If your divorce is contested (you do not agree over one or more of the terms), the duration of the court proceedings will be protracted. Your spouse will file a Defence document (disputing any of the terms in the Civil Bill), and you will need to enter negotiations or mediation to reach an agreement over issues such as property division, child custody, spousal support, or any other financial matters. Given the complexities and intricacies involved in contested divorces, the duration can vary significantly. If the negotiation or mediation stage is successful, the full process might take 18 to 30 months. In some rare circumstances, challenging contested divorce cases can take 3 years or longer to reach a final decree.
Factors that can lengthen the divorce process
Even if you are in full agreement with your spouse, there are many factors that can contribute to extending the amount of time it takes for a final decree of divorce to be issued. This includes the following:
- The mediation or negotiation process – if you can resolve any disputes over the terms through mediation or negotiation, you will be able to finalise your divorce faster. However, if you are unable to agree, it will have to be decided by a judge in court who has the final say. A good solicitor will do everything they can to help you reach a fair and equitable settlement out of court.
- The respondent spouse is slow to engage or does not engage at all – sometimes this is simply due to the respondent being very busy. However, there may be some scenarios where the respondent deliberately avoids engaging. In these circumstances, a motion to compel may be required, which is a court procedure forcing the other spouse to respond.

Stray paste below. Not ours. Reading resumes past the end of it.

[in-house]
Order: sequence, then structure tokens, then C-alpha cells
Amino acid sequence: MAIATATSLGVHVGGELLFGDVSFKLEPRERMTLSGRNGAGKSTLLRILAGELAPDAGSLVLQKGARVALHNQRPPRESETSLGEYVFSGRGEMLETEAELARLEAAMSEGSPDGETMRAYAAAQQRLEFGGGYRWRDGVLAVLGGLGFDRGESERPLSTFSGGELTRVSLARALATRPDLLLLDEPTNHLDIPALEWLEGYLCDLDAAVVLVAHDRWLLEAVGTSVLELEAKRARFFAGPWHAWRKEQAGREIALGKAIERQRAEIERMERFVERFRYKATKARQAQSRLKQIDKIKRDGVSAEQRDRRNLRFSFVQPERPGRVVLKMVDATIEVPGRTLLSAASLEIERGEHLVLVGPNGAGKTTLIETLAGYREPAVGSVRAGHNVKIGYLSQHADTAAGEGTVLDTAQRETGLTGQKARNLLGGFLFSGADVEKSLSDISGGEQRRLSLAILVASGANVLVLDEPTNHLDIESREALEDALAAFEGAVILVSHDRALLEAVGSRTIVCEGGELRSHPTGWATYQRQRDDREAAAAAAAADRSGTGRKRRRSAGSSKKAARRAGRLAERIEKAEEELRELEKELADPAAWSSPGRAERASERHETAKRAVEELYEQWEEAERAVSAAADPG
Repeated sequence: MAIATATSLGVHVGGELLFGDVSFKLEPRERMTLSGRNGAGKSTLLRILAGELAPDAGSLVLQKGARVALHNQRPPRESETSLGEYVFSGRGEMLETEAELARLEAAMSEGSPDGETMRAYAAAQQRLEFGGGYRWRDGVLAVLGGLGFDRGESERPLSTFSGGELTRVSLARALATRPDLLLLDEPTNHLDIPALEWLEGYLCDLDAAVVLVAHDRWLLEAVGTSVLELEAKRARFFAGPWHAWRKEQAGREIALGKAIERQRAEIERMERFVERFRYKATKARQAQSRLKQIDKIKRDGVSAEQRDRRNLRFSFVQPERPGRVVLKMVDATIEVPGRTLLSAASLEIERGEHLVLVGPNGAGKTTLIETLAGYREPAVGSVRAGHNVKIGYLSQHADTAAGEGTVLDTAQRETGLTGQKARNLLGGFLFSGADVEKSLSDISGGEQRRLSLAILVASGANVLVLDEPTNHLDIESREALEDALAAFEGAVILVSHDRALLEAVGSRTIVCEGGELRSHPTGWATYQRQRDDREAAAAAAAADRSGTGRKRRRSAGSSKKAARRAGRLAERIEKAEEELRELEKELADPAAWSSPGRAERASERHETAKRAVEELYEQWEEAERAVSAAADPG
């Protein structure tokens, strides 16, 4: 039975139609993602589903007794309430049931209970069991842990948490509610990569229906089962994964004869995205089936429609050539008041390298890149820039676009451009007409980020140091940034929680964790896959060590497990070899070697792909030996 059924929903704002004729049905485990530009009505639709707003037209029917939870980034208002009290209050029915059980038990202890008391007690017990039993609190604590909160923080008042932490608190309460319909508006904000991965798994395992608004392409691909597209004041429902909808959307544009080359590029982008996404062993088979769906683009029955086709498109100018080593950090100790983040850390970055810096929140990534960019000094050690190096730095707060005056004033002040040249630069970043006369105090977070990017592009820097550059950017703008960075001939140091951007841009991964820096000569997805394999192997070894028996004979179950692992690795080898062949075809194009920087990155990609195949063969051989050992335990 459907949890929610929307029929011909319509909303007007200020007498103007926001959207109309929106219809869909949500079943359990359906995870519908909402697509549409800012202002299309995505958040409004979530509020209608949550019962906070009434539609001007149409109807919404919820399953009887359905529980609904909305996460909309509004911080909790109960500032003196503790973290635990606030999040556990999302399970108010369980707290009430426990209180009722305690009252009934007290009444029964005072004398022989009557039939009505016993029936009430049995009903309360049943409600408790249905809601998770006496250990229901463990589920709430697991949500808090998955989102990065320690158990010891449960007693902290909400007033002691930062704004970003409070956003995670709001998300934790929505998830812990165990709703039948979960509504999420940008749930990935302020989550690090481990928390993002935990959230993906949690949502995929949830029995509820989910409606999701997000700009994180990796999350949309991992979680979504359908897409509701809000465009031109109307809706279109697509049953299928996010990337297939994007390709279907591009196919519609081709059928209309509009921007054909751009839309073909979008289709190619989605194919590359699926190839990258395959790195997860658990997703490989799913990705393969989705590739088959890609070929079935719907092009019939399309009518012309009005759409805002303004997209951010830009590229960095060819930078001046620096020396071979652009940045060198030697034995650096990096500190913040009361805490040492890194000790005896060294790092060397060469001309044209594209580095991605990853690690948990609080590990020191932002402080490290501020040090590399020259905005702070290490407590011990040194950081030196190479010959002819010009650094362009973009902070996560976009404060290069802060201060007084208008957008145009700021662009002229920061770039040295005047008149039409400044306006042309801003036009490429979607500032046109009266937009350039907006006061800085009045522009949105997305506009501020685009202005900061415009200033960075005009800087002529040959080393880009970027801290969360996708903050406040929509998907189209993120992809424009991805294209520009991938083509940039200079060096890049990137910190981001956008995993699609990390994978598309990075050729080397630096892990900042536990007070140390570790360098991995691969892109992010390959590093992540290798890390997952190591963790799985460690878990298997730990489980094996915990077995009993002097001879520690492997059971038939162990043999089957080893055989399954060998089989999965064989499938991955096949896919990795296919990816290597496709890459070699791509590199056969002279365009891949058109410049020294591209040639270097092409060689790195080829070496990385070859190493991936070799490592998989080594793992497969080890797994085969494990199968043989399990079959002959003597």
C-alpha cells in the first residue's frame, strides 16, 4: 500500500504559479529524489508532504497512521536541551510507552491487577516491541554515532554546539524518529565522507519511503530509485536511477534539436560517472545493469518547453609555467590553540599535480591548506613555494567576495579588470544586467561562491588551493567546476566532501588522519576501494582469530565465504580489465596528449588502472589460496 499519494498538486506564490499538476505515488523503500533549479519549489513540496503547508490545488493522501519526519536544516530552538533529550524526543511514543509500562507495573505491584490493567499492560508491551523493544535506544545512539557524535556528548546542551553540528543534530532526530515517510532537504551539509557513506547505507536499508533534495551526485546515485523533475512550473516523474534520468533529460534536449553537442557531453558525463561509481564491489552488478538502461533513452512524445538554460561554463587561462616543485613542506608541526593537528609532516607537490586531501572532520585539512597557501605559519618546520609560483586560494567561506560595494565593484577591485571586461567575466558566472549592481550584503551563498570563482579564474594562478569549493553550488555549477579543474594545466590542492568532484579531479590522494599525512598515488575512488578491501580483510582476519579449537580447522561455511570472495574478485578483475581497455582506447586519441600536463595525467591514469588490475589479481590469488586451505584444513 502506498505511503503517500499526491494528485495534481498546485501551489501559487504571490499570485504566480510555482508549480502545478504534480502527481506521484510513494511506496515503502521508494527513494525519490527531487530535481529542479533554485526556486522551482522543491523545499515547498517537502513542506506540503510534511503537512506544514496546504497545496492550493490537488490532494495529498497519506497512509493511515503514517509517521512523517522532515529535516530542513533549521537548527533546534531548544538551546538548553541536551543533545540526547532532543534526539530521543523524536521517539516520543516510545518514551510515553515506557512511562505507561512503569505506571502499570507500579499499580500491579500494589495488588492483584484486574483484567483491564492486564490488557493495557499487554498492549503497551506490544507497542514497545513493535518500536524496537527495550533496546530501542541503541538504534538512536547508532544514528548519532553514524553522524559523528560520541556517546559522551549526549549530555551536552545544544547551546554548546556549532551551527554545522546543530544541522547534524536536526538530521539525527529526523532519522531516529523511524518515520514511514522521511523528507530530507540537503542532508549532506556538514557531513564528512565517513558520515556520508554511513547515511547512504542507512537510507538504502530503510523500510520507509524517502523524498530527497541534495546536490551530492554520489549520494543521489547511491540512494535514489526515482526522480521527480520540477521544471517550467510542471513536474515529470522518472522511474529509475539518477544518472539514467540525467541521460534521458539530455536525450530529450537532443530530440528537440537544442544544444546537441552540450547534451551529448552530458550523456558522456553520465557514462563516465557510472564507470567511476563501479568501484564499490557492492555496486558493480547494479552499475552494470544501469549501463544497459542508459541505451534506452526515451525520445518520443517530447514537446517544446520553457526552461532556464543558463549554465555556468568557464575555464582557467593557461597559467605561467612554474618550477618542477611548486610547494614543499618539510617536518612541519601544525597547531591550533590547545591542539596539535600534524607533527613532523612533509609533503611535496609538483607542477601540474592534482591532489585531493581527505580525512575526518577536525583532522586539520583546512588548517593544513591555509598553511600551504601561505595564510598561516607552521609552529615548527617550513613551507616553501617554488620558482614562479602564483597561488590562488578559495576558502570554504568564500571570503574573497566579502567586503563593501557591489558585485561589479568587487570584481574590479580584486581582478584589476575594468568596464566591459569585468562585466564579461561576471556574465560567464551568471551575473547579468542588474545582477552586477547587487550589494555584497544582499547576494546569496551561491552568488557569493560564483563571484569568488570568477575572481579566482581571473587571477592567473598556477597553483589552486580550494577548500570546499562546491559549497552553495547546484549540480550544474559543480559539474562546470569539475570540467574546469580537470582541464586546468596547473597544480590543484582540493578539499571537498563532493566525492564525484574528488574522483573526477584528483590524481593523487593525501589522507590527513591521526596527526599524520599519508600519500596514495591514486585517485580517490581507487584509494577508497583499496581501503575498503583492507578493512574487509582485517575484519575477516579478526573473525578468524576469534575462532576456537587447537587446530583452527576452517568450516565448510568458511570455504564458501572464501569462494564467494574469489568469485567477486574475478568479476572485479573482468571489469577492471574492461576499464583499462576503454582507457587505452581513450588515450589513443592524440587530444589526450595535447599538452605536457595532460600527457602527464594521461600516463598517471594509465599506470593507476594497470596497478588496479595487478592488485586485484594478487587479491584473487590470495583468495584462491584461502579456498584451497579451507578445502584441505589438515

- Whether you have a separation agreement or decree of judicial separation – whilst formal separation proceedings are not required to seek a divorce, a legally binding separation agreement can help streamline the divorce process. If you do not have such an agreement in place, then your divorce may take longer depending on whether it is contested or uncontested.
- The complexity of the case – even if the end to your marriage is reasonably amicable, and you agree on most of the terms, you may find your divorce still takes longer if there are intricate financial assets, businesses, or property portfolios involved.
- Child custody and welfare – any disagreements over the custody and welfare of your children can significantly delay the issue of your divorce. Your solicitor will need to engage in a lot of correspondence to help resolve this very emotive and sensitive area.
- The court schedule may be particularly busy – the caseload and schedule of the court can influence the speed at which your case progresses. A backlog in the court’s calendar can delay proceedings.
Concerned about how long it will take to be granted your divorce?
If your marriage has ended and you are concerned about how long it will take to be issued a divorce, the family law team at McCarthy + Co would be happy to assist you with any questions you might have about the process. Simply arrange a consultation with us using our highly confidential form, and we will get back to you to arrange an appointment with one of our solicitors.